Plans to censure Wallace are brazenly hypocritical

 

OVER THE years, many of us have become inured to the serial hypocrisy of our political class but every now and again the brazenness of that hypocrisy becomes so breathtaking that our tolerance for it breaks. Now is such a moment and it concerns the plans to censure Mick Wallace.

According to himself, Wallace lied in issuing a false VAT declaration on behalf of a company he controlled. He says he did it because he couldn’t pay the full amount of VAT due at the time, because of a cash flow crisis in his company. This is surprising for he could have declared correctly the VAT that was due and then delayed payment, as thousands of companies have done, notably since the financial crisis broke in 2008.

So there is a suspicion he did so with the intention of defrauding on VAT – he denies this vehemently and his subsequent conduct would seem to support his denial. There is also an issue to do with payments he made from the company to himself and his son, which might amount to fraudulent preference but this is by no means clear. But what is clear is that he made a false VAT declaration and that is a criminal offence.

So, in a normal, decent society, he would be deserving of censure and of the appropriate criminal sanctions. But the society of our political establishment is different.

On March 31st, 2011, the Dáil passed the following motion: “That Dáil Éireann: notes the final report of the Moriarty tribunal; believes that the conduct of Deputy Michael Lowry set out in the tribunal’s report was completely unacceptable for a member of the House; and calls on Deputy Lowry to voluntarily resign his membership of Dáil Éireann.” No formal vote was taken but only Lowry himself registered dissent from the motion. The other 165 deputies indicated assent for the motion of censure on the basis of a report that not one of them had read.

However, deputies had an idea that the Moriarty tribunal report had made disturbing findings and indeed it had. It had found that Lowry had received €1,173,396 in cash and other benefits from Denis O’Brien between July 1996 and December 1999, in the aftermath of O’Brien’s company, Esat Digifone, being awarded the second mobile phone licence by the department of which Lowry was a minister in 1996.

It also found O’Brien had contributed €71,298 to Fine Gael during the period from March 1995 to June 1996, during which time the deliberations on the award of the second mobile licence were under way.

O’Brien sold Esat Digifone to British Telecom in 2000 for €2.92 billion (IR£2.3 billion); personally he made €367 million (IR£289 million) from the sale. O’Brien then removed his domicile to Portugal to avoid paying the a capital gains tax bill of €70 million, the State which had awarded him the means of making this fortune, upon which he has made a further fortune estimated at about €2 billion. This gives an appreciation of the significance of the award given to O’Brien’s company – by far the most bountiful award in the history of the State, excepting the September 2008 bank guarantee.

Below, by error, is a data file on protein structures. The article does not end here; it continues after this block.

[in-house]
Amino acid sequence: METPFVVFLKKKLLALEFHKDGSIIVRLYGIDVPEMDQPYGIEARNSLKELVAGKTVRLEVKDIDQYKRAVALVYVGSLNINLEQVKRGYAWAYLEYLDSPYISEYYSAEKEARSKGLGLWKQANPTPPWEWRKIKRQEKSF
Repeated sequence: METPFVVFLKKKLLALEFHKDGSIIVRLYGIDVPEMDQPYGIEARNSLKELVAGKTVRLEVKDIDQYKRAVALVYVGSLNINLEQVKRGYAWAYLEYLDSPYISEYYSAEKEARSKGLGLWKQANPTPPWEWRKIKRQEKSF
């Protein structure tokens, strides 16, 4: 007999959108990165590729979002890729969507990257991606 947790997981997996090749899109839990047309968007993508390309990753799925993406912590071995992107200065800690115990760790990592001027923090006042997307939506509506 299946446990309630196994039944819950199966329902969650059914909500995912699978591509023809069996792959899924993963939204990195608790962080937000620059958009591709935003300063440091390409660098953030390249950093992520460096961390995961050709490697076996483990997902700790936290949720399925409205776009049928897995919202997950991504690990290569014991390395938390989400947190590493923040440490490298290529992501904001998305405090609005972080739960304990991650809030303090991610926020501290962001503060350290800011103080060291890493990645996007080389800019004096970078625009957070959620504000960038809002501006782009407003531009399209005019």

Elaine Byrne in her book Political Corruption in Ireland 1922-2010 extracts from the Moriarty tribunal report the following paragraph which encapsulates what Lowry did: “Lowry displayed an appreciable interest in the substantive process, had irregular interactions with interested parties at its most sensitive stages, sought and received substantive information on emerging trends, made his preferences as between the leading candidates known, conveyed his views on how the financial weakness of Esat Digifone should be countered, ultimately brought a guillotine down on the work of the (departmental) Project Group, proceeded to bypass consideration by his Cabinet colleagues, and thereby not only influenced, but delivered, the result that he announced on 25th October, 1995, that Esat Digifone had won the evaluation process, which ultimately led to the licensing of Esat Digifone on 16th May, 1996.”

Following the censure motion Lowry continued as a member of Dáil Éireann and ministers continued to deal with him publicly and privately on issues he raised with them, as though the motion had never been passed.

As for O’Brien, he has been feted by Government ministers since that censure; Enda Kenny knowingly (in advance) made a very public appearance in his company at the New York Stock Exchange; and while censure was declared on Lowry, not a word of dis- approbation has been uttered by Enda Kenny or any Fine Gael Minister about O’Brien.

And now O’Brien has been permitted to assume control of the country’s largest media enterprise (aside from RTÉ), in addition to his extensive control in the radio segment, a media power that will enable him to influence public opinion and, at least indirectly, Government policy, in the direction of his already very considerable personal interests.

Meanwhile, first on the political agenda is not this alarming concentrating of media power but another censure motion, this time on an Independent, backbench TD over the falsification of a tax declaration. And the fact that Fianna Fáil, Labour and, notoriously, Fine Gael, engaged in tax fraud for years is of no consequence at all.

God save Ireland.

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